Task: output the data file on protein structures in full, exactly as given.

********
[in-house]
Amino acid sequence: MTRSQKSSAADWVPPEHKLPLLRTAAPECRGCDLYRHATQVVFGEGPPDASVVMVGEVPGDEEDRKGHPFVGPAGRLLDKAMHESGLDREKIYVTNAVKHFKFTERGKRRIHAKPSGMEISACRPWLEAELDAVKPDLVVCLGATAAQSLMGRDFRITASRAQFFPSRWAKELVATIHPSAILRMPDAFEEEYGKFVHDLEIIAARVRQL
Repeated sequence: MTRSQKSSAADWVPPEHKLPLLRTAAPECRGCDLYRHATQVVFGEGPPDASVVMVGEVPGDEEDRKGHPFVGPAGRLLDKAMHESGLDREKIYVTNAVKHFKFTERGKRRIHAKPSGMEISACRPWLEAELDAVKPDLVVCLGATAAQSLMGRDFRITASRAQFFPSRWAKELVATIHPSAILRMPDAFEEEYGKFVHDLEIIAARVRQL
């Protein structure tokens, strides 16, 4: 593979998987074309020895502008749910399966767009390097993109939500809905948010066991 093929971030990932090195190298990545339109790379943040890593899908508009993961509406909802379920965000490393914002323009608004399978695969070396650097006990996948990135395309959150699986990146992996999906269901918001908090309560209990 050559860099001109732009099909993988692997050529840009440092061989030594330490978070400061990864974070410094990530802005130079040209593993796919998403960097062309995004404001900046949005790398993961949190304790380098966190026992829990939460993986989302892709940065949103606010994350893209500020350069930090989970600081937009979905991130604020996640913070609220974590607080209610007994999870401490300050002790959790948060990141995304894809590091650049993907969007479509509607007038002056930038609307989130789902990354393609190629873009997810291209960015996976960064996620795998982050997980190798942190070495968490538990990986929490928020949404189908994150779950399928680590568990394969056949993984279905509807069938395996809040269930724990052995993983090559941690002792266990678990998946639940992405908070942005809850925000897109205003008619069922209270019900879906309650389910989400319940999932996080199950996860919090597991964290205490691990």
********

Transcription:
[in-house]
Amino acid sequence: MTRSQKSSAADWVPPEHKLPLLRTAAPECRGCDLYRHATQVVFGEGPPDASVVMVGEVPGDEEDRKGHPFVGPAGRLLDKAMHESGLDREKIYVTNAVKHFKFTERGKRRIHAKPSGMEISACRPWLEAELDAVKPDLVVCLGATAAQSLMGRDFRITASRAQFFPSRWAKELVATIHPSAILRMPDAFEEEYGKFVHDLEIIAARVRQL
Repeated sequence: MTRSQKSSAADWVPPEHKLPLLRTAAPECRGCDLYRHATQVVFGEGPPDASVVMVGEVPGDEEDRKGHPFVGPAGRLLDKAMHESGLDREKIYVTNAVKHFKFTERGKRRIHAKPSGMEISACRPWLEAELDAVKPDLVVCLGATAAQSLMGRDFRITASRAQFFPSRWAKELVATIHPSAILRMPDAFEEEYGKFVHDLEIIAARVRQL
């Protein structure tokens, strides 16, 4: 593979998987074309020895502008749910399966767009390097993109939500809905948010066991 093929971030990932090195190298990545339109790379943040890593899908508009993961509406909802379920965000490393914002323009608004399978695969070396650097006990996948990135395309959150699986990146992996999906269901918001908090309560209990 050559860099001109732009099909993988692997050529840009440092061989030594330490978070400061990864974070410094990530802005130079040209593993796919998403960097062309995004404001900046949005790398993961949190304790380098966190026992829990939460993986989302892709940065949103606010994350893209500020350069930090989970600081937009979905991130604020996640913070609220974590607080209610007994999870401490300050002790959790948060990141995304894809590091650049993907969007479509509607007038002056930038609307989130789902990354393609190629873009997810291209960015996976960064996620795998982050997980190798942190070495968490538990990986929490928020949404189908994150779950399928680590568990394969056949993984279905509807069938395996809040269930724990052995993983090559941690002792266990678990998946639940992405908070942005809850925000897109205003008619069922209270019900879906309650389910989400319940999932996080199950996860919090597991964290205490691990």